Client & Public Protection

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How ICMCI Protects Clients and the Public

The Institute of Certified Management Consultants of Alberta is a Professional Institute dedicated to both the advancement of the Profession and the Protection of clients and public from the impact of poor management consulting advice, work and/or recommendations.

In the Client and Public protection area we have:

  1. Proactive maintenance and enhancement of CMC standards to ensure CMC’s working with clients remain high-performing.
  2. Ongoing professional community vigilance; and
  3. Responsiveness to concerns or complaints brought to us by clients or members of the public.

1. Proactive Maintenance and Enhancement of CMC Standards

The process for becoming a CMC starts with an application and proof of achievement of minimum entry standards as described in the ICMCA and the other Institutes of Management Consulting across Canada regularly update the standards for initial certification.

All candidates for CMC certification must prove their competency to these standards through a combination of consulting client engagement reviews, mentoring reports, client references and an oral examination.

In addition, knowledge levels in various areas of management consulting are required through the completion of courses/exams in:

  • Essentials of Management Consulting – proposal writing, client contracting, consulting team leadership, analysis procedures, etc.
  • Project Management
  • Ethics and Professionalism
  • Personal & Interpersonal Skills

Finally, Candidates for certification go through an Oral Exam conducted by experienced, carefully chosen Assessors that explore the Candidate’s knowledge, experience, judgement and ethics.

All the above elements are then reviewed and assessed by the ICMCA Registration Committee which then grant or decline certification.

This certification process ensures only excellent practitioners gain the CMC designation.

2. Ongoing Professional Community Vigilance

CMC’s as part of a professional community in Alberta are responsible for maintaining our standards amongst our own.

  • We watch, we encourage, we report colleagues whose practice standards are slipping.
  • In addition, every CMC commits to engaging in Continuous Professional Development (CPD) courses, activities, writing, course design/leadership and/or community service which will continually advance their practices.
  • Each CMC is required to annually review and renew their attestation to our Universal Code of Professional Conduct.
  • ICMCI has a Practice Review and Discipline Committee which annually, proactively reviews 10-15% of our members’ CPD

3. Responsiveness to Concerns or Complaints

Any client, member of the public or a member-consultant can submit a Complaint to our office. This kicks-off a process as mandated by Alberta Government’s Professional and Occupational Association Registration Act.

Our Practice Review and Discipline Committee then starts into the assessment of the complaint and a quasi-judicial process.

The outcome of the complaint process can result in:

  • Dismissal of the complaint, or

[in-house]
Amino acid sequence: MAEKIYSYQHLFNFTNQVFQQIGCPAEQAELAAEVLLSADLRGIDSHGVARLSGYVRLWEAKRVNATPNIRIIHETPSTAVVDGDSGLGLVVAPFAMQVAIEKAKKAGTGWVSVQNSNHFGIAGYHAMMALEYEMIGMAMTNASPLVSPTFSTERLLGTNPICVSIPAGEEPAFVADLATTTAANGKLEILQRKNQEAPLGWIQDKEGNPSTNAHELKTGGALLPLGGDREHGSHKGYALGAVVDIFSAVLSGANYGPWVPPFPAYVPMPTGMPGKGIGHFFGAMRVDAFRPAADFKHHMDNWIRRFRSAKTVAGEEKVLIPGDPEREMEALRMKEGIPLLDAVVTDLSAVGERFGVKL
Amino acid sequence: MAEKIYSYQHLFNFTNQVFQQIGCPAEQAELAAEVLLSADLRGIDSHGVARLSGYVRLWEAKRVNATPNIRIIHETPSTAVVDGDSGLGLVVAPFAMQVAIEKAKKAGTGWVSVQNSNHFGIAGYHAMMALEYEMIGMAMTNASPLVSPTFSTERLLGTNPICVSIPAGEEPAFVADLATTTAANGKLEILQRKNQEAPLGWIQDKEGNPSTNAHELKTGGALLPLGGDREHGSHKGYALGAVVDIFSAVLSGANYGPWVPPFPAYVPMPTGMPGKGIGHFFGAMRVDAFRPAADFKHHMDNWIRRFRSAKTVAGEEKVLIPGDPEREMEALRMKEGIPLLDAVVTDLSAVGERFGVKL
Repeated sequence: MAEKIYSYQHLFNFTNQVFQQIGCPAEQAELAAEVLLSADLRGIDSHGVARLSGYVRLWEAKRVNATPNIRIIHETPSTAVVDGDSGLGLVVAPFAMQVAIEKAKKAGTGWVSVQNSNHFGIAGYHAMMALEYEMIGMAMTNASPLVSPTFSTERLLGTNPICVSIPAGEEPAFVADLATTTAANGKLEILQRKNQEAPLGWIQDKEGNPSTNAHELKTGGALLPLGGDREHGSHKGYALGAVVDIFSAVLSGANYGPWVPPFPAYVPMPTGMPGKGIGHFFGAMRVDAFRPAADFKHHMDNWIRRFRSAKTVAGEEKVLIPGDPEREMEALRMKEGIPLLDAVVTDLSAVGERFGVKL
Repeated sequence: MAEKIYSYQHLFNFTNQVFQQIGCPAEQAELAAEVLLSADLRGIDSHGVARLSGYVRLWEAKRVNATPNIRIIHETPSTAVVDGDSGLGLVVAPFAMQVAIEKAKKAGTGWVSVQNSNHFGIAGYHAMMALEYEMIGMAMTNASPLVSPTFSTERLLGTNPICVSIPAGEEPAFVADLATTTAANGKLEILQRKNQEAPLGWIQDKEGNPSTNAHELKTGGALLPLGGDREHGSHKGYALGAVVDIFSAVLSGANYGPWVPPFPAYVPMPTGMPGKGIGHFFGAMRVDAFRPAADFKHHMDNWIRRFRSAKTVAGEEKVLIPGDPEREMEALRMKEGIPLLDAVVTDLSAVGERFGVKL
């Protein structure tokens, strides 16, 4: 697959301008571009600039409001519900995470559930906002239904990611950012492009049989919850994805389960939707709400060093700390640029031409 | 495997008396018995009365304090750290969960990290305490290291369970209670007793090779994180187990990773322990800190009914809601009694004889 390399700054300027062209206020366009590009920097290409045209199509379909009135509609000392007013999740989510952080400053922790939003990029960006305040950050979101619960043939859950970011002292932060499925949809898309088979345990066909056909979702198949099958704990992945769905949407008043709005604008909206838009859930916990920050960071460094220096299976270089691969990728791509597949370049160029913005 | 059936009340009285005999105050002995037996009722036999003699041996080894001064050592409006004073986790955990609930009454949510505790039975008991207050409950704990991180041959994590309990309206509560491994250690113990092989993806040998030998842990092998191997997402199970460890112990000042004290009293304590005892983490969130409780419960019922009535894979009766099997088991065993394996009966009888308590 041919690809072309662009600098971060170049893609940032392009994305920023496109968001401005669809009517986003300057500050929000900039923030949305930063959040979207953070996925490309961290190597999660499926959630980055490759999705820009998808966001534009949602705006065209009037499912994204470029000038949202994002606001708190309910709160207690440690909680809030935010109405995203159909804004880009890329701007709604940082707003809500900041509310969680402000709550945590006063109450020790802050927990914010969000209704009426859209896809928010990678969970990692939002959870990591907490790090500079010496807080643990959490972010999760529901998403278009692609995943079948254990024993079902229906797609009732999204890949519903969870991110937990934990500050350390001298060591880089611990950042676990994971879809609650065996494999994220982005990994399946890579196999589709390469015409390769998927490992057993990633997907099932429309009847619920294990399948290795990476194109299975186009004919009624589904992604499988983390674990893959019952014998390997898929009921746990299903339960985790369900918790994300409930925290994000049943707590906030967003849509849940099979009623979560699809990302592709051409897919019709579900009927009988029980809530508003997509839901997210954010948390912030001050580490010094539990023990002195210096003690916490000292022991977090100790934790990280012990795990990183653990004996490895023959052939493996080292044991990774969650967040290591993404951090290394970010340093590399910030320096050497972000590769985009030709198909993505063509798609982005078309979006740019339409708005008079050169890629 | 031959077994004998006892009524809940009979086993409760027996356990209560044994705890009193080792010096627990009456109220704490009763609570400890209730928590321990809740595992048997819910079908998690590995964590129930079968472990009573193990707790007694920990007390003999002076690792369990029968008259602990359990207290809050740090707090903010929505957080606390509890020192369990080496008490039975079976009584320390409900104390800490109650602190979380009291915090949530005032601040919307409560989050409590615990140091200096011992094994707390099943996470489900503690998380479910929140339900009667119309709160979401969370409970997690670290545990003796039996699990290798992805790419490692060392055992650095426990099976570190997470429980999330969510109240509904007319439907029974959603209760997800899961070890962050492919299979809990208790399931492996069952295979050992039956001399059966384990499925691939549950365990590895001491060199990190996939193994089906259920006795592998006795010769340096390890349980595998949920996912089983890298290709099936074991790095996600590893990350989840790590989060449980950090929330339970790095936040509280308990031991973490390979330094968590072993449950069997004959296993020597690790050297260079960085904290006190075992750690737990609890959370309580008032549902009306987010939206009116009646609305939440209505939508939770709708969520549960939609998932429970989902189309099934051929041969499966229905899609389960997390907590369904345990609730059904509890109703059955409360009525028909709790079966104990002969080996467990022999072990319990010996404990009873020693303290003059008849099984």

• Requirement for client restitution, and/or
  • Requirement for remedial training or coaching, and/or
  • Fine(s); and/or
  • Rescinding of their CMC certification.

Making a Complaint about a CMC

Making a complaint about a CMC is significant issue, and one the ICMCA takes seriously.

According to the POARA Act we are required to proceed as follows once a complaint is lodged:

Complaint Proceedings


19. Any conduct of a member of a registered association that in the opinion of a Discipline Committee or of a governing body reviewing an order pursuant to section 35

  1. is detrimental to the best interests of the public,
  2. harms or tends to harm the standing of the profession or occupation generally, or
  3. displays a lack of knowledge of or a lack of skill or judgment in the practice of the profession or occupation, whether or not that conduct is disgraceful or dishonourable, constitutes either professional or occupational misconduct or unskilled practice of the profession or occupation, whichever the Discipline Committee or the governing body finds.

1985 cP-18.5 s19

Making a complaint

20(1) A person who has a complaint that the conduct of a member of a registered association [ICMCA] constitutes:

  1. unskilled practice of the profession or occupation, or
  2. professional or occupational misconduct, may submit a signed, written complaint to the Chair [of the Practice review and Discipline Committee].

(2) Proceedings on a complaint with respect to a member of a registered association whose registration was cancelled or suspended pursuant to this Act may, notwithstanding the cancellation or suspension, be commenced within one year following the date of cancellation or suspension as if the cancellation or suspension had not occurred.

1985 cP-18.5 s20

Notice of complaint

21 (1) On receiving a complaint under section 20, the chair shall serve notice of the complaint on the member of the registered association named in the complaint.
2. The notice shall include a request for a written response to the complaint in accordance with the regulations.
3. Within 30 days after service of the notice under subsection (1), the chair shall direct 


  1. no further action be taken, if the chair is satisfied that the complaint is frivolous or vexatious, or
  2. that a hearing be held before a Discipline Committee not more than 60 days after receipt of the complaint, or within any longer period on which the chair and the member agree, to consider the complaint.

1985 cP-18.5 s21

Thereafter – the proceedings of investigation, discipline decision-making, and any appeal are further outlined under the Act and undertaken by the ICMCA Practice Review and Discipline Committee.

Click here to file a complaint